Now, let’s go back to our tea tree. If we believe our wild tea collector, it will be possible the taste the wild Qi of our tea tree. And if that is really true, then any further philosophical exploration of the concept of Qi will actually be redundant, as we will be able to establish the proof of its relevance simply by means of our taste buds. And there we were, really curious now. All nothing but hot air, or is (i.e. tastes) wild tea really “better”? Of course, as taste is always a question of taste, there won’t be an absolute answer to this. However, we’ve tried quite some of our source’s wild teas (the rather affordable ones), compared them with teas of the same designation, comparable quality degree and similar price category, and the result was a clear as water in a high mountain spring: tastewise, the wild teas showed oservably greater depth, potential and range than their non-wild siblings from conventional tea gardens. In the long run, we also realized that – despite a rich fundus of the diverse tea samples to try and choose from – we would always feel a preferential attraction to our wild tea samples. Yes, we even started rationing them and save or plan them for certain occasions, which is usually not exactly our typical behavior. Soon, we started developing a special inner relationship to these teas and treating the existing storage virtually like a little treasure, whereas any nearing an end proved to be accompanied by an otherwise unfamiliar sadness and a sense of significant loss.
So, what was more obvious but ensuring we would not have to miss wild tea in the future anymore by adding some of these wild teas to our assortment? And here we are, proudly presenting our first results: To start with, we have selected the Artisan Black Yunnan Golden Needle, simply because this tea had managed to conquer our hearts even quicker than other wild teas, and the Pai Mu Tan (White Peony), the latter because we had received quite a number of inquiries about white tea from customers in the past, but there was (and is) no white tea in north Thailand.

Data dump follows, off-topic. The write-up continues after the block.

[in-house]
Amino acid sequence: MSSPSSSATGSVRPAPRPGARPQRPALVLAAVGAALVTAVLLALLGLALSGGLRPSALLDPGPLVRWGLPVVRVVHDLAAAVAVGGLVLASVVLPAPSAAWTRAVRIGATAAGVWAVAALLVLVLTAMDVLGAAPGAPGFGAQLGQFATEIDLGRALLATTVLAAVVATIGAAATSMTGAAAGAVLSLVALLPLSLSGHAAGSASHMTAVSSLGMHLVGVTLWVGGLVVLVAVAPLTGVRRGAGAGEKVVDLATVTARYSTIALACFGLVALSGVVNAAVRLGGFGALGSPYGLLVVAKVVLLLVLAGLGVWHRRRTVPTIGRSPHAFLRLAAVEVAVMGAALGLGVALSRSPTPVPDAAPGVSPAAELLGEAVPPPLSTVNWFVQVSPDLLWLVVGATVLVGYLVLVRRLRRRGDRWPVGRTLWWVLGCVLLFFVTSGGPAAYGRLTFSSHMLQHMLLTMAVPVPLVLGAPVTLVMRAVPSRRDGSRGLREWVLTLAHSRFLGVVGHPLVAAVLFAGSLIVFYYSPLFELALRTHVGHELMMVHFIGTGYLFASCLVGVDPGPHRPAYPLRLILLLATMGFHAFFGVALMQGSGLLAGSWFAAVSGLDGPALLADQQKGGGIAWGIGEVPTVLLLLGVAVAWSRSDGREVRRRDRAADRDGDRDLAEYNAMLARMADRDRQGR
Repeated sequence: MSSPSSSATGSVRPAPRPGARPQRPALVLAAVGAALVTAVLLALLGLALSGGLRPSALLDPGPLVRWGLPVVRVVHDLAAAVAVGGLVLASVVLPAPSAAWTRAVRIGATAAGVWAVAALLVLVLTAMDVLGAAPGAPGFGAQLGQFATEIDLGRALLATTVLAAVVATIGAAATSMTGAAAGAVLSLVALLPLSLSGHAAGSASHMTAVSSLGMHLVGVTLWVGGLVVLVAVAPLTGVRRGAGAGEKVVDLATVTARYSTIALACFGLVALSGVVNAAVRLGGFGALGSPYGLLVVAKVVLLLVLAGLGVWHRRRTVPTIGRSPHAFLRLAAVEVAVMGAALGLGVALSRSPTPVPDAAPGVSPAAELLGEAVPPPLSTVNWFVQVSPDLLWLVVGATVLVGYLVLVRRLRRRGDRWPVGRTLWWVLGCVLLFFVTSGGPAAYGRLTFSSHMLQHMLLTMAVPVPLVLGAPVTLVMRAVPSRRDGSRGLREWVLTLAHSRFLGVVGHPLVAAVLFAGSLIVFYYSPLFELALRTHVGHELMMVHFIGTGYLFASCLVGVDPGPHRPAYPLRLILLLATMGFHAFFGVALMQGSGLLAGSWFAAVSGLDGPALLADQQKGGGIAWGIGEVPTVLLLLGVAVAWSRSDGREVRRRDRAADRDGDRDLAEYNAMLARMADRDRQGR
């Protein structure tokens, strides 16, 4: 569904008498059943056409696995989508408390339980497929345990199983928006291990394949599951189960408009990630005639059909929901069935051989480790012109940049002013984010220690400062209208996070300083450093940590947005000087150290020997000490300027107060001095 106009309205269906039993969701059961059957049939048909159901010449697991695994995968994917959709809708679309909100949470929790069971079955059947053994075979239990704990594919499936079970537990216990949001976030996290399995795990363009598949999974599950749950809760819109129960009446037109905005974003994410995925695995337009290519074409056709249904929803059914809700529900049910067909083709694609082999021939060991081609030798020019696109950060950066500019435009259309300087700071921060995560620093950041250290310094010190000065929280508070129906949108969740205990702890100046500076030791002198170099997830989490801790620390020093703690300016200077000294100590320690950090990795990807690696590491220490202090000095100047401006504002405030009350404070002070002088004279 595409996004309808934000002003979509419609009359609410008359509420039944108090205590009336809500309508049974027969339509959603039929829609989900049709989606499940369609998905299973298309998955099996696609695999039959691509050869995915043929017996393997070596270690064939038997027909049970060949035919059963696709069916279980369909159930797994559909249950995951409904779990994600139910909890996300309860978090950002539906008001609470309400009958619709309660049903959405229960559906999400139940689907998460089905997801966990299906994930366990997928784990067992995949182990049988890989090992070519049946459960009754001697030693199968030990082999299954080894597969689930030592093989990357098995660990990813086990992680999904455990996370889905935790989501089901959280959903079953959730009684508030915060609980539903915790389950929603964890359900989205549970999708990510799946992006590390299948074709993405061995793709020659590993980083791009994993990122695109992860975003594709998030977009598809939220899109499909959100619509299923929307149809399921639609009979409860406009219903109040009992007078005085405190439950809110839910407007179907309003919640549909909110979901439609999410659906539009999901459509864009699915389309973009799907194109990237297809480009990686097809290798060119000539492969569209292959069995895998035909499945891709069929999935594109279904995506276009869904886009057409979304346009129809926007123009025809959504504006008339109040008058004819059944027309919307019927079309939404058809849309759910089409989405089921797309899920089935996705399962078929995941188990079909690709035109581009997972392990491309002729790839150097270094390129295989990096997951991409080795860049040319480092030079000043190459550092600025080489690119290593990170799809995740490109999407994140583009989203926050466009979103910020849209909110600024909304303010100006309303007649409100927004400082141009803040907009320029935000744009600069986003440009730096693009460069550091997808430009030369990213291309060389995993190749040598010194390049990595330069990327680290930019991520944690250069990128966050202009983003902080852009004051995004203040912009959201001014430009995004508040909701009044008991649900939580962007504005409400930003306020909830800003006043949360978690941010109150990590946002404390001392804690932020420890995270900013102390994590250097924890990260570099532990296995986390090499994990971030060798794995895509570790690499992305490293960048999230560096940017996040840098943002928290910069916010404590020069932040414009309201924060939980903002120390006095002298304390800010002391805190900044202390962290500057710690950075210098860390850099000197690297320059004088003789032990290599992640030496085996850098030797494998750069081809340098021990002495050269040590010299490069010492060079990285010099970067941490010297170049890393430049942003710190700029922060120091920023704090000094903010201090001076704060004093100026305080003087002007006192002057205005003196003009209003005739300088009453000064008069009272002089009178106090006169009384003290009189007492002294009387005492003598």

Though you will find more detailed descriptions of these teas on their dedicated product pages in Siam Tea Shop, we still like to lose a few words here again on each of these teas, just to emphasize once that both these teas are among the best their kind has to offer.
Artisan Yunnan Black & Golden Needle
The „Dian Hong Cha“, verbally translated: “Yunnan Black Tea”posseses an outright proverbial addictive potential. Every black tea enthusiast, who will try this Yunnan Black and Golden Needle, will not want to miss the same anymore and will moreover face the risk of being tendentiously disappointed by other representatives of their type in the future. A true climax of the old Chinese art of black tea (or “red” tea, as the Chinese would say) plucking and processing, this tea comes from a very remote hard to access part of Yunnan, from the Yang Ta mountain in Ying Gu county, located only about 100-200 km north of the famous tea cultivation areas Pu Er and Xishuanbanna. There, the art of harvesting and processing of this special tea plucked from ancient tea trees has been passed on in the family of tea master Wang Feng from generation to generation since more than 2000 years.